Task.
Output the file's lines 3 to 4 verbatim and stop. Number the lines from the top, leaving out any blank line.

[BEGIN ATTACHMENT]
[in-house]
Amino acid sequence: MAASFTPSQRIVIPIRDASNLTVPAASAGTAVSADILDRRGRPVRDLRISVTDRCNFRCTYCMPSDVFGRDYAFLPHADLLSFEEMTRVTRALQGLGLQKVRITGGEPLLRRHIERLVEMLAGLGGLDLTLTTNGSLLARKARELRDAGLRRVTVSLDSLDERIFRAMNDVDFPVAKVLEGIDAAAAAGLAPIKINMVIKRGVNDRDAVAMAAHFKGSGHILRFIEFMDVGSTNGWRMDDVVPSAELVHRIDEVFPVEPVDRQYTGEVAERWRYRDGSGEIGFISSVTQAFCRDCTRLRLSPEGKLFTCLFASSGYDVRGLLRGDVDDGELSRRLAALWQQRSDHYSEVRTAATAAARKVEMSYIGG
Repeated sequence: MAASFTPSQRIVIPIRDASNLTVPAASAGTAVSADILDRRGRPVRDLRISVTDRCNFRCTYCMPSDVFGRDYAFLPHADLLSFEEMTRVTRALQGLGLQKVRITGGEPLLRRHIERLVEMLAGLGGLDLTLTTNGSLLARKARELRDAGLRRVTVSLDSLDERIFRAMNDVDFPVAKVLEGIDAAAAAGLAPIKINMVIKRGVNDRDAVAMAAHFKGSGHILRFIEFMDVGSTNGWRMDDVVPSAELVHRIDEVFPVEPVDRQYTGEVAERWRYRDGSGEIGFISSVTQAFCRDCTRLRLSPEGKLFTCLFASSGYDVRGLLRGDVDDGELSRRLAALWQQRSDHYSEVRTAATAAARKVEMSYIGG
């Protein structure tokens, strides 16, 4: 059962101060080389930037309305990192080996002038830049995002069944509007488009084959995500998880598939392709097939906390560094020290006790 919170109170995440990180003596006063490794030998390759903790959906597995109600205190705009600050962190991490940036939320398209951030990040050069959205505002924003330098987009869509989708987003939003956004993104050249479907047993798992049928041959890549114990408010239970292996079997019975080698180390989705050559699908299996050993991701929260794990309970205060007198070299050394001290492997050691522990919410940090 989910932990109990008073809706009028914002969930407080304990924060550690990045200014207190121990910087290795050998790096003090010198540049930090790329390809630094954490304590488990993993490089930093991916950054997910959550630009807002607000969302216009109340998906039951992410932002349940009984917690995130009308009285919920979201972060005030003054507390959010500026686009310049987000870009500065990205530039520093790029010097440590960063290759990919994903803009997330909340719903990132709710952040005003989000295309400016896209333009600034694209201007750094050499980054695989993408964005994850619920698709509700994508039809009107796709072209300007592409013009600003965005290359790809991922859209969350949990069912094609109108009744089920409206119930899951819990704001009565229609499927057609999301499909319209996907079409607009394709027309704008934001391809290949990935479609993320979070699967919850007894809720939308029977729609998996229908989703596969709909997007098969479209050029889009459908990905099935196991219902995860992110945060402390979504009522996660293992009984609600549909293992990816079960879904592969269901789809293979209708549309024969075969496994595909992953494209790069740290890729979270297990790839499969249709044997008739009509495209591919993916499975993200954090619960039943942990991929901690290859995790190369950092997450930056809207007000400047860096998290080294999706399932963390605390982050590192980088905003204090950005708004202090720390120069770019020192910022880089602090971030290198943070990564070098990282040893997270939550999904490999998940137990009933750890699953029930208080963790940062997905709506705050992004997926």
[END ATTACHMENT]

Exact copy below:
Repeated sequence: MAASFTPSQRIVIPIRDASNLTVPAASAGTAVSADILDRRGRPVRDLRISVTDRCNFRCTYCMPSDVFGRDYAFLPHADLLSFEEMTRVTRALQGLGLQKVRITGGEPLLRRHIERLVEMLAGLGGLDLTLTTNGSLLARKARELRDAGLRRVTVSLDSLDERIFRAMNDVDFPVAKVLEGIDAAAAAGLAPIKINMVIKRGVNDRDAVAMAAHFKGSGHILRFIEFMDVGSTNGWRMDDVVPSAELVHRIDEVFPVEPVDRQYTGEVAERWRYRDGSGEIGFISSVTQAFCRDCTRLRLSPEGKLFTCLFASSGYDVRGLLRGDVDDGELSRRLAALWQQRSDHYSEVRTAATAAARKVEMSYIGG
């Protein structure tokens, strides 16, 4: 059962101060080389930037309305990192080996002038830049995002069944509007488009084959995500998880598939392709097939906390560094020290006790 919170109170995440990180003596006063490794030998390759903790959906597995109600205190705009600050962190991490940036939320398209951030990040050069959205505002924003330098987009869509989708987003939003956004993104050249479907047993798992049928041959890549114990408010239970292996079997019975080698180390989705050559699908299996050993991701929260794990309970205060007198070299050394001290492997050691522990919410940090 989910932990109990008073809706009028914002969930407080304990924060550690990045200014207190121990910087290795050998790096003090010198540049930090790329390809630094954490304590488990993993490089930093991916950054997910959550630009807002607000969302216009109340998906039951992410932002349940009984917690995130009308009285919920979201972060005030003054507390959010500026686009310049987000870009500065990205530039520093790029010097440590960063290759990919994903803009997330909340719903990132709710952040005003989000295309400016896209333009600034694209201007750094050499980054695989993408964005994850619920698709509700994508039809009107796709072209300007592409013009600003965005290359790809991922859209969350949990069912094609109108009744089920409206119930899951819990704001009565229609499927057609999301499909319209996907079409607009394709027309704008934001391809290949990935479609993320979070699967919850007894809720939308029977729609998996229908989703596969709909997007098969479209050029889009459908990905099935196991219902995860992110945060402390979504009522996660293992009984609600549909293992990816079960879904592969269901789809293979209708549309024969075969496994595909992953494209790069740290890729979270297990790839499969249709044997008739009509495209591919993916499975993200954090619960039943942990991929901690290859995790190369950092997450930056809207007000400047860096998290080294999706399932963390605390982050590192980088905003204090950005708004202090720390120069770019020192910022880089602090971030290198943070990564070098990282040893997270939550999904490999998940137990009933750890699953029930208080963790940062997905709506705050992004997926």